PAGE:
“Kiwi-owned vape businesses are disappointed the Government is rushing through its vaping legislation in time for the election campaign, while the local industry remains completely in the dark over the regulations,” said VTANZ spokesperson Jonathan Devery.

“As the bill stands, the regulations will take effect a few months after its given Royal Assent. However, alarmingly the industry still doesn’t know any detail around the many proposed regulations. We are absolutely committed to ensuring all our products and practices comply, but it’s difficult when there remains so much uncertainty,” he added.

His comments come as the final stages of the Smokefree Environments and Regulated Products (Vaping) Amendment Bill will be debated in the coming days, after the House resumes for its final three-week session before the General Election.

The vaping industry has been asking for regulations for years

It is frustrating that the regulations which have been long awaited by the industry are now being rushed with much too little consideration.
Similarly, co-director of the Aotearoa Vapers Community Advocacy (AVCA) and executive coordinator of the Coalition of Asia Pacific Tobacco Harm Reduction Advocates (CAPHRA) Nancy Loucas, has recently pointed out that rather than rushing the bill in the last few days leading to the local General Election, the bill’s complexities should be discussed afterwards. “We’ve been calling for legislation for years, and to think it could now be rushed through under Urgency is completely unacceptable. Sadly, the only winners will be the shareholders of multinational corporations,” she said.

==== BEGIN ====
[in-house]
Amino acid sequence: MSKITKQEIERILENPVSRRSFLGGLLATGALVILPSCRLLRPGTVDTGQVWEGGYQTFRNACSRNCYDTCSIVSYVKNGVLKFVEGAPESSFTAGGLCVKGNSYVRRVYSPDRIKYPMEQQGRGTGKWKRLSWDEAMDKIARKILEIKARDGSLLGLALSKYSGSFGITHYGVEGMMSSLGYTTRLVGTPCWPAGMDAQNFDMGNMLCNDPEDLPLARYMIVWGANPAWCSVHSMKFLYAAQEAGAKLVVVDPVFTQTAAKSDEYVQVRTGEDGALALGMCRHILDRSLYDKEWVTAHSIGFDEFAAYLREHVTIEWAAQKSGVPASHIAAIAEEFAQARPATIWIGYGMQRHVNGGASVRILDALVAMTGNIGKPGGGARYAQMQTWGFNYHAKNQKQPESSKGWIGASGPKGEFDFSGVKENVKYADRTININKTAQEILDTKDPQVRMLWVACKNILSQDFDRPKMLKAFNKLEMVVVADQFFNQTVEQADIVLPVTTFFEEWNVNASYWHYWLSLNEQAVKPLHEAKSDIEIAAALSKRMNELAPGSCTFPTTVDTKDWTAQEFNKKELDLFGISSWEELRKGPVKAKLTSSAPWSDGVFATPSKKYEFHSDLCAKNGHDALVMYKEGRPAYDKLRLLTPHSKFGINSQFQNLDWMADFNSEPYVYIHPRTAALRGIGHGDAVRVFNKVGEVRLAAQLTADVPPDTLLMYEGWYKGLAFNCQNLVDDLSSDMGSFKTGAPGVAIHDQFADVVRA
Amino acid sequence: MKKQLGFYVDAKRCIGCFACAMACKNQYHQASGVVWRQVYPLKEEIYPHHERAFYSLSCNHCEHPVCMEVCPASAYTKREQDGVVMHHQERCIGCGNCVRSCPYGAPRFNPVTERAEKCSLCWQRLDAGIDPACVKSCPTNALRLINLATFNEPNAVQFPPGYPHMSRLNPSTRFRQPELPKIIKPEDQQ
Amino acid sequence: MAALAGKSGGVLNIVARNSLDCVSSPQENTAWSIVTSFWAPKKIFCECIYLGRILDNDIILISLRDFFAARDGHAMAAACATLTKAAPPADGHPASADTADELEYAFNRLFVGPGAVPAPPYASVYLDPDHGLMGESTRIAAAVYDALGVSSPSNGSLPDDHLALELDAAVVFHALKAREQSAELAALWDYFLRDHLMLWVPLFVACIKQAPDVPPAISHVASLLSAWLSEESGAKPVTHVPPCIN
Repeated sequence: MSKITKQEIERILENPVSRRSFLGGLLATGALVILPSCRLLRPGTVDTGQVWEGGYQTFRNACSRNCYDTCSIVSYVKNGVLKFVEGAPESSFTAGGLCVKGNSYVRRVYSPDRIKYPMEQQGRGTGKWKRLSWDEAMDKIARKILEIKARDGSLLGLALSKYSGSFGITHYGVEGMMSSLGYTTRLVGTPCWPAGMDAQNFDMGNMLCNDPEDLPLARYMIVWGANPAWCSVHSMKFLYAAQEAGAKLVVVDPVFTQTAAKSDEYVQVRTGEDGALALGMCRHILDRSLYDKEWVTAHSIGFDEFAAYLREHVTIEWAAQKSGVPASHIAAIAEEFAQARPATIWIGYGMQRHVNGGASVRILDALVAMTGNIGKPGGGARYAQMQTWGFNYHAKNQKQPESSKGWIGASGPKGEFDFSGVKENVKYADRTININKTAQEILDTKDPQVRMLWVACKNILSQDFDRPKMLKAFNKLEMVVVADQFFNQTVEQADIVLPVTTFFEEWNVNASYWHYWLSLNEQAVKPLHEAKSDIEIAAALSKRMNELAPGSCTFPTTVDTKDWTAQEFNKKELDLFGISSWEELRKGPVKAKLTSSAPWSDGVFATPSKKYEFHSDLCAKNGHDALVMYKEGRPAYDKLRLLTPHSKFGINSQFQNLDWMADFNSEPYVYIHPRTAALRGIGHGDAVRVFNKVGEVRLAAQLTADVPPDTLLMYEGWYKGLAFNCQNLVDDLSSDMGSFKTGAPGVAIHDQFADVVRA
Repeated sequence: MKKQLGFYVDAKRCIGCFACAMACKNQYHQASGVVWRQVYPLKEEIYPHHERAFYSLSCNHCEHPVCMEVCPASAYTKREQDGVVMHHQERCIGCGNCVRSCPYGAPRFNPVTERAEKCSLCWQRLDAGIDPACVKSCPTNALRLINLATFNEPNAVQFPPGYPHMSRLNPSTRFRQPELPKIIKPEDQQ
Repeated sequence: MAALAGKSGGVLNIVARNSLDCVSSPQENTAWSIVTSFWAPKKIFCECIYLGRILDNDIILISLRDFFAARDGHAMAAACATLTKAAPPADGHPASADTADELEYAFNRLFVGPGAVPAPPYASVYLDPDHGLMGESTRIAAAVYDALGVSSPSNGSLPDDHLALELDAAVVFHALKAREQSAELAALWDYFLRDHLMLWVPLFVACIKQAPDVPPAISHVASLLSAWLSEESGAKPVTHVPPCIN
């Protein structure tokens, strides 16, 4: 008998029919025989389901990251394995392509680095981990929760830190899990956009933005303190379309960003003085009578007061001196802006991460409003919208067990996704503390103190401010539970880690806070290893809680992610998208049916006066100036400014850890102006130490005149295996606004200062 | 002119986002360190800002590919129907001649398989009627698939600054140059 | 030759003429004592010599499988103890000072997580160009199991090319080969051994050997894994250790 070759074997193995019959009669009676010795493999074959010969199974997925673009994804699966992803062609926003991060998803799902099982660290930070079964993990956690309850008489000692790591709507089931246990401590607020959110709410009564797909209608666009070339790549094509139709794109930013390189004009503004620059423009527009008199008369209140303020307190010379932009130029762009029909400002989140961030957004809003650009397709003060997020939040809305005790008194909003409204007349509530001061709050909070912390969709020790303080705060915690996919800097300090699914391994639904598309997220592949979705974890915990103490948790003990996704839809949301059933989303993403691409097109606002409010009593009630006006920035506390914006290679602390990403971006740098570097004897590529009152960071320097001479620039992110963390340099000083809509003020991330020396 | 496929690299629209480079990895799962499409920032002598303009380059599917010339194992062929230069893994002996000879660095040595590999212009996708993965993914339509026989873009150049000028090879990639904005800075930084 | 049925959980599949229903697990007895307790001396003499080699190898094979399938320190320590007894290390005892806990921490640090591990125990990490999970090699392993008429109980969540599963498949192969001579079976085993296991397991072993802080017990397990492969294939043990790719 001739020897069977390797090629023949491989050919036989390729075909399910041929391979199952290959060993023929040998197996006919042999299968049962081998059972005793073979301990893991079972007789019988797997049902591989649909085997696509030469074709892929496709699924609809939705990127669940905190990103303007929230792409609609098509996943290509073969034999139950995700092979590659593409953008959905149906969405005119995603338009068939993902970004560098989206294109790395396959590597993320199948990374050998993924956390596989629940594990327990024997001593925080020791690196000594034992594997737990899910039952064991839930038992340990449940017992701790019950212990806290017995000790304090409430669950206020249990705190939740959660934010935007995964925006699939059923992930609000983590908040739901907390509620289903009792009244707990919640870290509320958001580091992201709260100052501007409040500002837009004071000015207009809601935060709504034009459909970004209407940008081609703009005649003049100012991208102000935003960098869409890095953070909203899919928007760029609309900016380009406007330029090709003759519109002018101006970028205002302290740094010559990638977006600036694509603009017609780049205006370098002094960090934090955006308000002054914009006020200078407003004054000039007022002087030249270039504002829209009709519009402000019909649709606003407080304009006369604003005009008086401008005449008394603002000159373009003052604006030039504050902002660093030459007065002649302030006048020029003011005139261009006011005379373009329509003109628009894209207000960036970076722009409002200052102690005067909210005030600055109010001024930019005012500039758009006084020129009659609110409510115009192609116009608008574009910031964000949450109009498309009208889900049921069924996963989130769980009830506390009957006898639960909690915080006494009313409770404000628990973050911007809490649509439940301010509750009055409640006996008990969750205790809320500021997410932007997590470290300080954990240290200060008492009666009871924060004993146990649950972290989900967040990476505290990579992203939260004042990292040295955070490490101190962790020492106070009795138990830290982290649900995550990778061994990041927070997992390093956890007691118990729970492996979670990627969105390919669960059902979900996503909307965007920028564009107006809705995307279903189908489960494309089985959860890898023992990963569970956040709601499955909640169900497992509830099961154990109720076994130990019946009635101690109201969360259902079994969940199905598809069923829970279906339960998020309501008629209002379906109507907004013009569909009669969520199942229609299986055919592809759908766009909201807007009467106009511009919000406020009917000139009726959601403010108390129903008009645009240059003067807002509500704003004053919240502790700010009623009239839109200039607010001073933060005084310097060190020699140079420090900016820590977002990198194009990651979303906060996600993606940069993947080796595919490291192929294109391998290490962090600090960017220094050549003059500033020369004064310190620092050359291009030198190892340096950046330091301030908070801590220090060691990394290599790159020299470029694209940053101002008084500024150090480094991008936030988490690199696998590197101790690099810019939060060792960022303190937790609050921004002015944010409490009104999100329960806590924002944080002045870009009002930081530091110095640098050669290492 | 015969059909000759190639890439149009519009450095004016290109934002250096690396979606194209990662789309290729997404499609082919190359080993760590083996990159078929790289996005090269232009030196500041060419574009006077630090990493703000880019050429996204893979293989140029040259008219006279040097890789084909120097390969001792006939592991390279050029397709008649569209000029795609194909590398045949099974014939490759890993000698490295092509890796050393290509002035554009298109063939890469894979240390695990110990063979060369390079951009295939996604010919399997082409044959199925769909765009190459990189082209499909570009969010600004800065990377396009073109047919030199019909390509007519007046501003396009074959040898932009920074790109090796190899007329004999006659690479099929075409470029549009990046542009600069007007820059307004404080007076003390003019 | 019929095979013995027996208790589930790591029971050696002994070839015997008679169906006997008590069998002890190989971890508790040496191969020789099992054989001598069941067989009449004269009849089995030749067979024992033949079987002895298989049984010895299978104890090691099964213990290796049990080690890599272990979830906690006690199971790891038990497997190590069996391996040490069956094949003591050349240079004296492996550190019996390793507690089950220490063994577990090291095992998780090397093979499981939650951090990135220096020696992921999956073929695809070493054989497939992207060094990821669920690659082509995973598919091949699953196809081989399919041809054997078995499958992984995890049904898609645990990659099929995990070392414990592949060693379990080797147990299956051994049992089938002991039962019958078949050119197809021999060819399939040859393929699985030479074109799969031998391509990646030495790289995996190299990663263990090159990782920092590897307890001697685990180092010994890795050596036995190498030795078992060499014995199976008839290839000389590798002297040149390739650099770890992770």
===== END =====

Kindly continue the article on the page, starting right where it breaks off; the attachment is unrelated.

“Given time is now short, Parliament should do the right thing and debate the bill after the election. Then MPs will have a fresh mandate and be more focused to deal with the many complex issues the proposed regulation brings.”

VTANZ is now calling on Associate Health Minister Jenny Salesa to provide clarity to the Kiwi vape industry on the Government’s regulatory process and its promised consultation with industry, whilst ensuring that the proposed timelines are workable. In line with Ms Loucas’s comments, Devery pointed out how frustrating it is for the industry that the long awaited regulations are now being rushed with much too little consideration.

“The vaping industry has been calling for regulation for five years, so it’s hugely disappointing that the bill is now set to be passed under urgency, with all the regulations then foisted upon us. That’s really unfair on any business. To ensure the best product standards, for example, Government officials need to work closely with industry on the regulations. Rushed legislation does not make good law! It should not be passed in haste, but by the next Parliament with cool heads after the election and after some serious collaboration.”

Suggested bill amendments

VTANZ also referred to two submissions made by MP Nicky Wagner. One of these Supplementary Order Papers (SOPs) would lift the ban on oral tobacco-free nicotine pouches, and the other would allow businesses that receive at least 50% (not 70%) of their turnover from vaping products, to be allowed the specialist vape retailer status.

“We look forward to these two amendments being debated, but we’re also hoping for more substantive changes. Ideally, these would include increasing the number of vape flavours – beyond the proposed three – that general retailers are permitted to sell,” concluded Devery.

US Study on the Health Impact of Vaping and E-Cig Regulations

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